Furthermore, even if the copies were not lawfully owned by the subscribers, I defy anybody to look at the statutory text of the transmit clause, and explain where it, anywhere, even remotely suggests that lawful ownership (or even possession, for that matter) has any bearing on the public vs. private performance question.
If I make an illicit recording of a song, does that render it a public performance when I play that recording in my home, so that only I can hear it? Don’t I still have to actually perform it to the public for it to be a public performance?
The simple truth is, even ignoring the inanity of the majority’s conclusion, this test fails to distinguish other technologies which the majority appears to believe to be likely lawful, and explicitly suggests that its holding in this case won’t prejudice. For example, the Court seems to look favorably on Cablevision’s RS-DVR, but all of the majority’s reasoning as to why Aereo infringes apply equally to Cablevision’s (and virtually any cable) RS-DVR. The majority’s suggestion that its determination in this case is anomalous notwithstanding, given the majority’s rationale for justifying its holding, it is difficult to see how any lower court could reconcile finding an RS-DVR to be non-infringing.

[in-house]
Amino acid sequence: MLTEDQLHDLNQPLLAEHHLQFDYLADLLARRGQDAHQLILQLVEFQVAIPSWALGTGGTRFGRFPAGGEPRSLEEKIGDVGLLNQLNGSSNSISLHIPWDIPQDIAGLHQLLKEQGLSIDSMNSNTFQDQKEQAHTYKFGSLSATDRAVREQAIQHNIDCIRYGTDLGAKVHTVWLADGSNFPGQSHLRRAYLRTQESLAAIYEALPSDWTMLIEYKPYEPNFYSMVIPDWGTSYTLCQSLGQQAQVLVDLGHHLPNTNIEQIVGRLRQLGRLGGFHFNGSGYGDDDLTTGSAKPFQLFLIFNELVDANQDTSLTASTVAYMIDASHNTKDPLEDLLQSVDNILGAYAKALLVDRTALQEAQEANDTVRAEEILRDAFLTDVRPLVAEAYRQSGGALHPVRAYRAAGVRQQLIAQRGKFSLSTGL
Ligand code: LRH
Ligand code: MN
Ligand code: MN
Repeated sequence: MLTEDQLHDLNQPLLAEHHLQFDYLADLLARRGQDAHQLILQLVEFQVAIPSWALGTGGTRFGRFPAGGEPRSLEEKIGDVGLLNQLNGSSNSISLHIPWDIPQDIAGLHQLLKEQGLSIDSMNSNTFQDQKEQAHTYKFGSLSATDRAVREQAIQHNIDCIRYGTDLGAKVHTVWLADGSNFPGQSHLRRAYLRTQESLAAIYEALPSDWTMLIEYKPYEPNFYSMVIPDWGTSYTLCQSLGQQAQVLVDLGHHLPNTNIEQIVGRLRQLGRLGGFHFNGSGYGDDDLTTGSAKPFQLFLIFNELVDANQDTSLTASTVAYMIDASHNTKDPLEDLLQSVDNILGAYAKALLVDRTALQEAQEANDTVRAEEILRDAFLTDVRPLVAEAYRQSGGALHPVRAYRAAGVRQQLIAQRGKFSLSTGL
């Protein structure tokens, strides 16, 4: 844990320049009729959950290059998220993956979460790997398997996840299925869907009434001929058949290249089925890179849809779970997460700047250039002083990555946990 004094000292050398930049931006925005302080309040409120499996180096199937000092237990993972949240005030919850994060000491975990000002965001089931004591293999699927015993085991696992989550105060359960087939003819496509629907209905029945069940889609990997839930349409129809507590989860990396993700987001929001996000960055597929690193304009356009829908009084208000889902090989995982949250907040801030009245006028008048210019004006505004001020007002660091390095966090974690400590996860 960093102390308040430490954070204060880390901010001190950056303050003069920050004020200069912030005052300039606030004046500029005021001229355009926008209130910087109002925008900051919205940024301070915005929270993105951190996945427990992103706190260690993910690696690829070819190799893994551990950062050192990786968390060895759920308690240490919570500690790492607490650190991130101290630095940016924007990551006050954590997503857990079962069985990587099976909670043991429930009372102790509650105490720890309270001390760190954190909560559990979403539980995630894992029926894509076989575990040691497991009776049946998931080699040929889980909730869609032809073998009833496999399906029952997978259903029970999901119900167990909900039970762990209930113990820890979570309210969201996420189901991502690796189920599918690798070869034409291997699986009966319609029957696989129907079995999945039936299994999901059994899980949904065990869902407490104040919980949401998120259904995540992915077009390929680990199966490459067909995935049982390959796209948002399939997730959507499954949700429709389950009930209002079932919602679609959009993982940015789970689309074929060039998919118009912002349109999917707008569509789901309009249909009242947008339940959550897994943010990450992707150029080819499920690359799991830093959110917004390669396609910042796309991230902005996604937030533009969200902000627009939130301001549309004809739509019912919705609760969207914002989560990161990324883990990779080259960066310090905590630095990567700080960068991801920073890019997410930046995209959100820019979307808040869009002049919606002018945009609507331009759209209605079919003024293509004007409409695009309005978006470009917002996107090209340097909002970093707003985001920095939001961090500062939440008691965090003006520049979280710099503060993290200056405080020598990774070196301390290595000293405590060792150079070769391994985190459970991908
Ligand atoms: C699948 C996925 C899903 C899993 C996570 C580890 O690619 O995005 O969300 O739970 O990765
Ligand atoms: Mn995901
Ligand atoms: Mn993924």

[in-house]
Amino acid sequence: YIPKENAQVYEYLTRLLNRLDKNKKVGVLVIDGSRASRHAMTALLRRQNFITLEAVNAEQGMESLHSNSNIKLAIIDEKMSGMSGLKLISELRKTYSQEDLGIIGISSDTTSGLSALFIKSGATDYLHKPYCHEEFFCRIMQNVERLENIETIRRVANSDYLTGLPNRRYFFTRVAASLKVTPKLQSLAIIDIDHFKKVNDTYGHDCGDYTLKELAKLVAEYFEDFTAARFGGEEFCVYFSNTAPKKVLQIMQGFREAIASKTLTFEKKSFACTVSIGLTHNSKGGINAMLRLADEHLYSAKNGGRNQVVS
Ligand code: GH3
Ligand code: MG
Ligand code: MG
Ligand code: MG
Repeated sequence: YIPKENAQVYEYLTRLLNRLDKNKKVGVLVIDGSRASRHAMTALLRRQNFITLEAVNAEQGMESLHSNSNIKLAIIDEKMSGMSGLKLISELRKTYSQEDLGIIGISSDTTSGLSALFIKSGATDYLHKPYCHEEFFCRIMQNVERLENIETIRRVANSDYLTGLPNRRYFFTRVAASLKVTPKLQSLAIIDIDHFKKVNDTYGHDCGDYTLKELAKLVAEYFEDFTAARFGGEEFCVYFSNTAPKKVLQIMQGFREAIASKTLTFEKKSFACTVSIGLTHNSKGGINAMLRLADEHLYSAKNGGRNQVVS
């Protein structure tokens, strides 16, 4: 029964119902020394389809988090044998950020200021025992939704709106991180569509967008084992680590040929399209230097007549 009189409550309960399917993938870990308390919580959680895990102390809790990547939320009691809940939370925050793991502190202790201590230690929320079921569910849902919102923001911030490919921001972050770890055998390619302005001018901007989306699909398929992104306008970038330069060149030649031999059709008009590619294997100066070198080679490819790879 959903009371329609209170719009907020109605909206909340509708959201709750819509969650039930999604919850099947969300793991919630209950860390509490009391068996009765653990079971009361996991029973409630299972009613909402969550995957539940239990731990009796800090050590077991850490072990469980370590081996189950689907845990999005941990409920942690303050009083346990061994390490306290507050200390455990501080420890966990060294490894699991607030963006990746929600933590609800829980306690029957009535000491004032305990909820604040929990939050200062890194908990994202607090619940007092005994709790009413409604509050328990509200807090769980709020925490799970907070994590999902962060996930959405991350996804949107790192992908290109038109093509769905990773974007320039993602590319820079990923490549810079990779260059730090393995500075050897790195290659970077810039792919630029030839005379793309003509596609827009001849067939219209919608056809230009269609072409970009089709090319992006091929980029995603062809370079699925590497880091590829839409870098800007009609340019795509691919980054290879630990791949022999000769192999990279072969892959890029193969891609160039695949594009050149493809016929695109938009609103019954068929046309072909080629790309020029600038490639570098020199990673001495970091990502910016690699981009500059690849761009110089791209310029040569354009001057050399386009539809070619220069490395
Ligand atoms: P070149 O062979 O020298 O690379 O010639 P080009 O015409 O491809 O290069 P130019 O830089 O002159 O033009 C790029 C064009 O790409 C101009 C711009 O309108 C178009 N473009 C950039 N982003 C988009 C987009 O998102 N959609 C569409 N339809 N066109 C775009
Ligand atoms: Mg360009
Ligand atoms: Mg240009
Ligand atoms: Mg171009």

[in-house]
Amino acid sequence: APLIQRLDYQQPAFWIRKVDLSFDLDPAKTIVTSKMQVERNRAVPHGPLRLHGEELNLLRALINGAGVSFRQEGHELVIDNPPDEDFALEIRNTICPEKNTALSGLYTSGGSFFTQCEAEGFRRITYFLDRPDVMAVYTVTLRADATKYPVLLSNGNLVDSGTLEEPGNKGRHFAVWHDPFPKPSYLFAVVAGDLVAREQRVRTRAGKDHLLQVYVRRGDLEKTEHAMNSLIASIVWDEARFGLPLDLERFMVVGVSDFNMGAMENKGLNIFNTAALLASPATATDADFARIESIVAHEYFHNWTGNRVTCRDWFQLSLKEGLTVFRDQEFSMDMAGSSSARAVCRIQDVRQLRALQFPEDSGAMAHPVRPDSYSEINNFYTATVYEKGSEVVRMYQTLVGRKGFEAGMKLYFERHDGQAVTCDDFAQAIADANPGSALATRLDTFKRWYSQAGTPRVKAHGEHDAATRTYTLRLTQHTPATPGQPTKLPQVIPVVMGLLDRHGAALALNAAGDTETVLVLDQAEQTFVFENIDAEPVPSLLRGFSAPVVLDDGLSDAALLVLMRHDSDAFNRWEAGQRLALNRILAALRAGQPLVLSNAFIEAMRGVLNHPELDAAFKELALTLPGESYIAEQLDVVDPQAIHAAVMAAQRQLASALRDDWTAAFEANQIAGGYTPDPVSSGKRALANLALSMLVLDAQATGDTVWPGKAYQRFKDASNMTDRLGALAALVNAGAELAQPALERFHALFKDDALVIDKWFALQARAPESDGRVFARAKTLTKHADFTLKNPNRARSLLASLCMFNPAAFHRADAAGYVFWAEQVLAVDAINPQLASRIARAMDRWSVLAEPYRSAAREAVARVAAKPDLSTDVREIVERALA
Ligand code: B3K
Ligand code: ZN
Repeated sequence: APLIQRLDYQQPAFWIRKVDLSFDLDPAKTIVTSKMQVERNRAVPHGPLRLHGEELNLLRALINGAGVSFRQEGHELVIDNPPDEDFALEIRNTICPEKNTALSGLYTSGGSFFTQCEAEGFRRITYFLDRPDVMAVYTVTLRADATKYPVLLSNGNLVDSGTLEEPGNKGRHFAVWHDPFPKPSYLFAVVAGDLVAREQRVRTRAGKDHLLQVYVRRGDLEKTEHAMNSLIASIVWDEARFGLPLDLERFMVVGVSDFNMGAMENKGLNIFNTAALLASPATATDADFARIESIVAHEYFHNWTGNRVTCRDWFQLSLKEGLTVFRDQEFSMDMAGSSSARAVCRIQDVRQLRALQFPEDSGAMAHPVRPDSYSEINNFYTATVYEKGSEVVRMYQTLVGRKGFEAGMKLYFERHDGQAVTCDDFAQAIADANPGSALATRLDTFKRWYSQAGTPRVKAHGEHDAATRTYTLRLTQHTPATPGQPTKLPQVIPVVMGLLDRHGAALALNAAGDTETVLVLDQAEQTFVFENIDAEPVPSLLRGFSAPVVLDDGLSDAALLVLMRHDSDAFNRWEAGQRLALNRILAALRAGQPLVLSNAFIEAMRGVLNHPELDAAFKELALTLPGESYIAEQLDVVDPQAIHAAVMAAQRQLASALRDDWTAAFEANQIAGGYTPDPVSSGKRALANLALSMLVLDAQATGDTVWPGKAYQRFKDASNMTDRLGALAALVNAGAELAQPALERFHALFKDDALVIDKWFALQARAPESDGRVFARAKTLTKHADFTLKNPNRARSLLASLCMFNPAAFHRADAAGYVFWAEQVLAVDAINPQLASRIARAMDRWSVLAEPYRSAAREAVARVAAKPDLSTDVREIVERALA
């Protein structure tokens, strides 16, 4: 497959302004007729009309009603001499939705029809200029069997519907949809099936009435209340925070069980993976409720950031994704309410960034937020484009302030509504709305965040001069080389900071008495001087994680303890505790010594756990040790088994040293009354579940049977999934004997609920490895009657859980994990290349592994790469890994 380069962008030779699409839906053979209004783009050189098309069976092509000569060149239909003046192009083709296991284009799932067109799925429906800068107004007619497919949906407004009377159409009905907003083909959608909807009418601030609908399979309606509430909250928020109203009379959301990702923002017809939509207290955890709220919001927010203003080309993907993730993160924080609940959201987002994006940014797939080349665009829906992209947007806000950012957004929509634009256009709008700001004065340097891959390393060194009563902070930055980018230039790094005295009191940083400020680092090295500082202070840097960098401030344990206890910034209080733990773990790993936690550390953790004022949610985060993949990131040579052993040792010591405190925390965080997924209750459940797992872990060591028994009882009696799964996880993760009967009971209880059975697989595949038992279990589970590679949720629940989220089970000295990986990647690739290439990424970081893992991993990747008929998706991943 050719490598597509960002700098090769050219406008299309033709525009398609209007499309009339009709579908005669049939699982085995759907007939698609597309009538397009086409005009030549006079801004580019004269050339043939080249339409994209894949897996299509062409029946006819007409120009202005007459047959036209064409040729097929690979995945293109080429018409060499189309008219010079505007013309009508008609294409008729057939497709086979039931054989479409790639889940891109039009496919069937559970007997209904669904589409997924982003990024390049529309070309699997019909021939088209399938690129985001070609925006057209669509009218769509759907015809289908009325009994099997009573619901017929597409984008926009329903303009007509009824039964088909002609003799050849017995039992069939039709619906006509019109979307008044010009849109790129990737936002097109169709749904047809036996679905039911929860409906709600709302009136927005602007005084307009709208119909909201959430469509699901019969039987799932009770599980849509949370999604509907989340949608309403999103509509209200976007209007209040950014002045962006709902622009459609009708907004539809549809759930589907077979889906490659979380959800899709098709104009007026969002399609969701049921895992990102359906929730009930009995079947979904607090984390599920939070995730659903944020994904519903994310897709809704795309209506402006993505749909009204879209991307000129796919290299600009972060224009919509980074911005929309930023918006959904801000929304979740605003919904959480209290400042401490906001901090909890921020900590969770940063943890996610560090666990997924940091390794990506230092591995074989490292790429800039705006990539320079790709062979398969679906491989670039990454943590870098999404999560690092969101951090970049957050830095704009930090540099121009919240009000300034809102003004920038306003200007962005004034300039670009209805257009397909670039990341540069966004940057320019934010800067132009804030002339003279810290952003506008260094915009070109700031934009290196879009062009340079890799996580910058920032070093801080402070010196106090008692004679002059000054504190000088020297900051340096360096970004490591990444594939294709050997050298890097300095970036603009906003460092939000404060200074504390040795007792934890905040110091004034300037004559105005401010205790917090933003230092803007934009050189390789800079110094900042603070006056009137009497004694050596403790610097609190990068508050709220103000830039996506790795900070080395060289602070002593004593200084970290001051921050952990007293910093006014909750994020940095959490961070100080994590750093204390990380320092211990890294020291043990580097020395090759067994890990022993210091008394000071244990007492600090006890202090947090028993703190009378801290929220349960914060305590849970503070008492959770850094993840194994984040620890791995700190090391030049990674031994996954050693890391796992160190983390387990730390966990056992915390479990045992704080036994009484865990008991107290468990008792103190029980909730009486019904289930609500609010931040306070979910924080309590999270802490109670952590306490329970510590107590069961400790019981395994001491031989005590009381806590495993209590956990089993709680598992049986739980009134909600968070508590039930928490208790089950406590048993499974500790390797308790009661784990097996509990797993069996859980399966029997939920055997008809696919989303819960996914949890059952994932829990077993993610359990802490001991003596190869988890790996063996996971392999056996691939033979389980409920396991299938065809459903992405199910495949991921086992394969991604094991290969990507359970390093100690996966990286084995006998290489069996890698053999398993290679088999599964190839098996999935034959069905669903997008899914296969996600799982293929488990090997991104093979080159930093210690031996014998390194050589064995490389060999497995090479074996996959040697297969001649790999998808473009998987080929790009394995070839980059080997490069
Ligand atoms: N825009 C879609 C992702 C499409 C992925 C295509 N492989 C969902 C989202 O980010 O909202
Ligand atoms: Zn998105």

More generally, as Justice Scalia observed:
The Court vows that its ruling will not affect cloud-storage providers and cable television systems, but it cannot deliver on that promise given the imprecision of its result-driven rule.
A Just Result?
Most observers, including most of the general public and most of mainstream media, have taken or will take little note of the details of the Court’s determination. Rather, they will note only the bottom line outcome.
If we ignore the details, we’re left with the question of whether justice has been served.